OTTAWA - The Liberal who lost a squeaker of an election last year and then had the result overturned in court says he's pleased the Supreme Court of Canada will hear an appeal in the matter next month.
The court says it will hear the Etobicoke Centre case in an unusual summer sitting on July 10.
Last month, a lower court judge threw out the election result because of voting irregularities..
Conservative MP Ted Opitz, who won the seat by 26 votes, appealed that ruling to the Supreme Court, but had nothing to say today about the July hearing date.
Former Liberal MP Borys Wrzesnewskyj, who filed the original court case, says its good for democracy that the case will be heard quickly.
He says voters in the Toronto riding don't know who they elected.
"Technically, it appears we don't know who was elected in the last election, yet we have someone that continues to vote in the House of Commons," Wrzesnewskyj said.
"It's a very difficult situation and I am sure the electorate would want clarity."
Wrzesnewskyj said he has no idea how long it will take the court to produce a decision, but said it's a vital issue.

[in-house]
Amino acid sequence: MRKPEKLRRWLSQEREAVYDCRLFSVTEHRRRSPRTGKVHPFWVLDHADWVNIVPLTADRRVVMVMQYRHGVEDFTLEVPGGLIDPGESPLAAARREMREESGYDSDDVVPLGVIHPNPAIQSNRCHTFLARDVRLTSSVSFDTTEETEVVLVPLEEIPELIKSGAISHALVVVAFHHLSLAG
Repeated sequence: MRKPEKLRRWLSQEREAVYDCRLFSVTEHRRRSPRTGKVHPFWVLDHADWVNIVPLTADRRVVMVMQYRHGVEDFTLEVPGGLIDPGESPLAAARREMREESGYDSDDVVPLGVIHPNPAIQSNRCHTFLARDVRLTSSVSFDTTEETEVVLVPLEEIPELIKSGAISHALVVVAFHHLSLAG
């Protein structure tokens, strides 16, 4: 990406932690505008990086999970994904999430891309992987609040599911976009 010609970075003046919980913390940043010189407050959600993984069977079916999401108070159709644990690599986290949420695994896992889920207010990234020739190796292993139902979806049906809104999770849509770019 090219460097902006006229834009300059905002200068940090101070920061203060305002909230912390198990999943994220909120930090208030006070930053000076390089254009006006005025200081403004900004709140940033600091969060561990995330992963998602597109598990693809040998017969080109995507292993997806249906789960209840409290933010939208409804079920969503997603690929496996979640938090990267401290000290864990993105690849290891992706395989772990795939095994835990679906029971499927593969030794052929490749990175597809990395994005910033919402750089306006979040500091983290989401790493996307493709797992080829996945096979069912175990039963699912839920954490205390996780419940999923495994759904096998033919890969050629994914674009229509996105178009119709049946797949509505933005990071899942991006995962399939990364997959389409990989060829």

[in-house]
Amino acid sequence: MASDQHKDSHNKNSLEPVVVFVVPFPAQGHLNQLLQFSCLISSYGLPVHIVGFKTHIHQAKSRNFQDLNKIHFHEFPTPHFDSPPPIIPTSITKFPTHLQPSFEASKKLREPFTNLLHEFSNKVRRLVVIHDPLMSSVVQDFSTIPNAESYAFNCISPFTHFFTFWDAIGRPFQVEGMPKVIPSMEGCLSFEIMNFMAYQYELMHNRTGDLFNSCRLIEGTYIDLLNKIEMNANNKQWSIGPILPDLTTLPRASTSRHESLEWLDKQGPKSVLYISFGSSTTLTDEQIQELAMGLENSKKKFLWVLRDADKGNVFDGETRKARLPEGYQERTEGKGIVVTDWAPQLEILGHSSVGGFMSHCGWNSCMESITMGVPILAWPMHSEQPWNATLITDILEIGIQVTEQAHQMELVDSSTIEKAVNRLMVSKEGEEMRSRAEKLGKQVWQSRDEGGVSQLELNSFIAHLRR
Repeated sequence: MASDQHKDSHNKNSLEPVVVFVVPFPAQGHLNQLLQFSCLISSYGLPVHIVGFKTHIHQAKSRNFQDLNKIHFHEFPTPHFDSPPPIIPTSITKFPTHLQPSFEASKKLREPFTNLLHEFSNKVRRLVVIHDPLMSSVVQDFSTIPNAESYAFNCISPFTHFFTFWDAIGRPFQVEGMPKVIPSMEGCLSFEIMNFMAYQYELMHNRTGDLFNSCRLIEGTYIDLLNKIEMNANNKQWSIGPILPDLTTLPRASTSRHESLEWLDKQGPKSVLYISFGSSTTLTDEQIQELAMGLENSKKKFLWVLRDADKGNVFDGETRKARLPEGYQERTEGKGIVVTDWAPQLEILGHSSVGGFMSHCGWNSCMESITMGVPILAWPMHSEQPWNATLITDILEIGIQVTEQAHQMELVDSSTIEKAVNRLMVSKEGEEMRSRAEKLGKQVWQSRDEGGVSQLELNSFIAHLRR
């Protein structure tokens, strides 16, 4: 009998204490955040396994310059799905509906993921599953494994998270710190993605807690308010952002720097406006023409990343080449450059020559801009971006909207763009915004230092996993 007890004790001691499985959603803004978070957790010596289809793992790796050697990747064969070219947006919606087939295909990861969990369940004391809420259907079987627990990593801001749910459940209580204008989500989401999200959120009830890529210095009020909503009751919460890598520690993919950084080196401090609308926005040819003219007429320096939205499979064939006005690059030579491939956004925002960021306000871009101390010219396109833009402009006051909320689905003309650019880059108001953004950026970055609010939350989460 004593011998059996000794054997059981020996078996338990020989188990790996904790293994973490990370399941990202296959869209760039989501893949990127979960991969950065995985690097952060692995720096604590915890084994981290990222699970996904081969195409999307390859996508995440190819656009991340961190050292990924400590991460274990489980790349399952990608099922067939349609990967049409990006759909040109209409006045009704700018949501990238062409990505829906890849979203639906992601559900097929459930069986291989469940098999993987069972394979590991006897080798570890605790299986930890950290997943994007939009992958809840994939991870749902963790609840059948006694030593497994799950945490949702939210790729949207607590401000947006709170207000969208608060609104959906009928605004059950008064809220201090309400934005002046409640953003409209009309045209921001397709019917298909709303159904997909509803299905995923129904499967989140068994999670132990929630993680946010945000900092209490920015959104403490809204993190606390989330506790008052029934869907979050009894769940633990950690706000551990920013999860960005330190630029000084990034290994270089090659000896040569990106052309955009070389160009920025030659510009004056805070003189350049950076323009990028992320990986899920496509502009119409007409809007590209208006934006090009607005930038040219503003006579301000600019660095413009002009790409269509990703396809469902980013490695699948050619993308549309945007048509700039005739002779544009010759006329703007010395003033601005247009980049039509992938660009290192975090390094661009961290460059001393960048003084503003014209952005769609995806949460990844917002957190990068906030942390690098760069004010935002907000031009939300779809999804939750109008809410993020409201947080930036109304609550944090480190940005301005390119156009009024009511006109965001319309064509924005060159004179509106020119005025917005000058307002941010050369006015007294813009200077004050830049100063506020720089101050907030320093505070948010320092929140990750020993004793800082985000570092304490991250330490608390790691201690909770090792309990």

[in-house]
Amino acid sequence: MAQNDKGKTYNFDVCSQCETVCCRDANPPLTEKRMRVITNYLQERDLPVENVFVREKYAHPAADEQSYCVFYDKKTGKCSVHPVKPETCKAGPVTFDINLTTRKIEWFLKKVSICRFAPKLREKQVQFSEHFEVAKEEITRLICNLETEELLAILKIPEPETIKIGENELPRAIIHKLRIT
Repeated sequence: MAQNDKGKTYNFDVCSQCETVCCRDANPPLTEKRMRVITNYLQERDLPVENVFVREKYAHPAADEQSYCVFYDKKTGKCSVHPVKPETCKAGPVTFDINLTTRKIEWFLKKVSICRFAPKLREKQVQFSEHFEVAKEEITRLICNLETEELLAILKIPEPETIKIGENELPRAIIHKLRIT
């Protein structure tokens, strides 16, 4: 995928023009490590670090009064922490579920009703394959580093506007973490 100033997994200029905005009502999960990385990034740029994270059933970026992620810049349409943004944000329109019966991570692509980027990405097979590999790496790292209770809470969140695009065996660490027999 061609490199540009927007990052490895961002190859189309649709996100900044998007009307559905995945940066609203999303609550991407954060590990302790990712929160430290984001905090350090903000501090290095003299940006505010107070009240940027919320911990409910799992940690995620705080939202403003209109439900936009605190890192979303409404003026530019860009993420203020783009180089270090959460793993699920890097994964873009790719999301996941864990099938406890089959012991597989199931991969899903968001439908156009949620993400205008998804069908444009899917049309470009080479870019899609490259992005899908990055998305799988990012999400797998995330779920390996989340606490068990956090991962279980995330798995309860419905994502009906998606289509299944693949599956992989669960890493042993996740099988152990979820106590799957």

"This is about our democratic process, so it's clearly one of the most important issues that the Supreme Court is going to be looking at."
The Liberals have called for Opitz to step down,but he has vowed to continue doing his job as MP until the top court rules on the matter.
The Liberals call the appeal a stalling tactic, designed to allow Opitz to unfairly use his parliamentary resources to campaign for an eventual byelection.
Opitz originally argued that his lawyers needed more time to get ready.
"His legal team required two months to prepare documents, and then another month to respond to documents, so they needed three months," Wrzesnewskyj said.
"We are still trying to figure out on what basis, points of law or points of fact, that they were appealing — and we still don't know."
Only five other election results have been nullified by the courts since 1949. None of those rulings was appealed and byelections were quickly called in each riding.
Opitz said he appealed as a matter of principle:
"It is in the public interest that election results be respected and that voters not be disenfranchised," he said in a statement issued when he announced his appeal.
In a ruling last month, Judge Thomas Lederer of the Ontario Superior Court found that Elections Canada officials made clerical errors at the polls. He threw out 79 votes and overturned the final result.
The votes were cancelled because of improperly filled-out paperwork for voters left off the list of electors or who needed someone to vouch for their identity.
In his ruling, Lederer specifically stressed the irregularities were the result of clerical errors by well-meaning Elections Canada officials, not the product of fraud or intentional wrongdoing.